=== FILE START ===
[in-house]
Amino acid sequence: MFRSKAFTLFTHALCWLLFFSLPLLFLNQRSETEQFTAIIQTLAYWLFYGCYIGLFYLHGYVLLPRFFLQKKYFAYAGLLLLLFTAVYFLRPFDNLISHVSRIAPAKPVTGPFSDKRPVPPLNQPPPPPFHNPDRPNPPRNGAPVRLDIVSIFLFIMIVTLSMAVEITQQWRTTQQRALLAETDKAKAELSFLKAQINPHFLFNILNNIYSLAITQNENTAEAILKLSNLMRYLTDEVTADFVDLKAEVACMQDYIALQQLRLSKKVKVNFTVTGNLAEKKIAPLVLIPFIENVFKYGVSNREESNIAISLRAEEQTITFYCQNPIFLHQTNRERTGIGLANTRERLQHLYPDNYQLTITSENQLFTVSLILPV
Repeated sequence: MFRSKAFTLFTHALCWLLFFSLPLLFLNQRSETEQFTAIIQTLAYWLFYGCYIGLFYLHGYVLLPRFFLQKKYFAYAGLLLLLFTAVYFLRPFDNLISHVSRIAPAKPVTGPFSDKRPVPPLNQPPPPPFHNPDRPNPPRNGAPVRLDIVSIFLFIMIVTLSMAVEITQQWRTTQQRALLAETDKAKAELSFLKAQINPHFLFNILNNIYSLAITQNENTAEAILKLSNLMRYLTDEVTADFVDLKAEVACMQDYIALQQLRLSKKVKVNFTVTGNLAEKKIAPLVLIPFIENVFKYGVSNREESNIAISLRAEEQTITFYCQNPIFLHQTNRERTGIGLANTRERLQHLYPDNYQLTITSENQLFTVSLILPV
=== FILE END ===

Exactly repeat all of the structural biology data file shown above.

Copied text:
[in-house]
Amino acid sequence: MFRSKAFTLFTHALCWLLFFSLPLLFLNQRSETEQFTAIIQTLAYWLFYGCYIGLFYLHGYVLLPRFFLQKKYFAYAGLLLLLFTAVYFLRPFDNLISHVSRIAPAKPVTGPFSDKRPVPPLNQPPPPPFHNPDRPNPPRNGAPVRLDIVSIFLFIMIVTLSMAVEITQQWRTTQQRALLAETDKAKAELSFLKAQINPHFLFNILNNIYSLAITQNENTAEAILKLSNLMRYLTDEVTADFVDLKAEVACMQDYIALQQLRLSKKVKVNFTVTGNLAEKKIAPLVLIPFIENVFKYGVSNREESNIAISLRAEEQTITFYCQNPIFLHQTNRERTGIGLANTRERLQHLYPDNYQLTITSENQLFTVSLILPV
Repeated sequence: MFRSKAFTLFTHALCWLLFFSLPLLFLNQRSETEQFTAIIQTLAYWLFYGCYIGLFYLHGYVLLPRFFLQKKYFAYAGLLLLLFTAVYFLRPFDNLISHVSRIAPAKPVTGPFSDKRPVPPLNQPPPPPFHNPDRPNPPRNGAPVRLDIVSIFLFIMIVTLSMAVEITQQWRTTQQRALLAETDKAKAELSFLKAQINPHFLFNILNNIYSLAITQNENTAEAILKLSNLMRYLTDEVTADFVDLKAEVACMQDYIALQQLRLSKKVKVNFTVTGNLAEKKIAPLVLIPFIENVFKYGVSNREESNIAISLRAEEQTITFYCQNPIFLHQTNRERTGIGLANTRERLQHLYPDNYQLTITSENQLFTVSLILPV